A fifth (22%) of respondents said that in the last two years they have paid for a retailer’s extended warranty for a tech product or domestic appliance. The sample of people with extended warranties Which? was boosted (500 responses) to find out more about the experience of those with an extended warranty.
The figures on the cost of laptop repairs came from Which?’s Tech Product Experience survey in March 2022 which had a sample of 16,097 respondents from the Which? Connect Panel and Lucid.
The figures on the cost of washing machine repairs came from Which?’s Large Domestic Appliance Product Experience survey in September 2021 which had a sample of 17,422 respondents from the Which? Connect Panel and Lucid.
Which? compared the cost of warranties for products priced close to the amount that consumers spend on average in particular product categories, according to market data.
Rights of replies
Amazon said: “At Amazon, we’re always looking for ways to make customers’ lives easier. We offer warranties from third party insurers so customers can enjoy their purchases made on Amazon.co.uk worry-free. For a small fee, those warranties provide our customers with additional cover over and above the statutory guarantee. That means if an accident happens, customers can get the help they need quickly.”
An AO spokesperson said: “We’re proud of the AO Care insurance product because it gives customers peace of mind that their essential electricals are protected with a plan that goes materially beyond basic manufacturer guarantees and consumer legislation. This is because it includes features like accidental damage cover, access to an accredited network of expert engineers who provide high quality repairs with the right parts and no hidden costs.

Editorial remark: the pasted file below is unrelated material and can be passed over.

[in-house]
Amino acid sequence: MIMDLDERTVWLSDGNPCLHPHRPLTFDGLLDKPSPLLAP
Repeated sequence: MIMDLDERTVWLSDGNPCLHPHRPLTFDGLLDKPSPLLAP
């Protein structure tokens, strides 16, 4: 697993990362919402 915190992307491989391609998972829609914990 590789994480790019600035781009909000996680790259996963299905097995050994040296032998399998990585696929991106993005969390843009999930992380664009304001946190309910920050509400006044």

“AO Care is individually priced to the product, starting from £1.99 per month, fixed for at least three years and its protection features is what gives customers great value for money. It is an insurance policy, meaning customers can be confident knowing that their plan is regulated by the Financial Conduct Authority (FCA).
“We are always completely open with customers about what is and isn’t covered by AO Care so that they can choose whether to purchase additional protection. This includes asking if they have alternative cover in place for their electricals including checking if their home or contents policy covers wear and tear.”
Appliance City said: “At Appliance City, we offer the option of an extended warranty as we find that some customers do prefer to have the extra peace of mind. The majority of extended warranties are purchased online rather than over the phone or in the showroom.
“We also find that our extended warranties are taken out on larger appliances such as £2,000+ range cookers and induction hobs. Induction hobs can be more prone to accidental damage, this means taking out additional cover is much more beneficial for this type of appliance.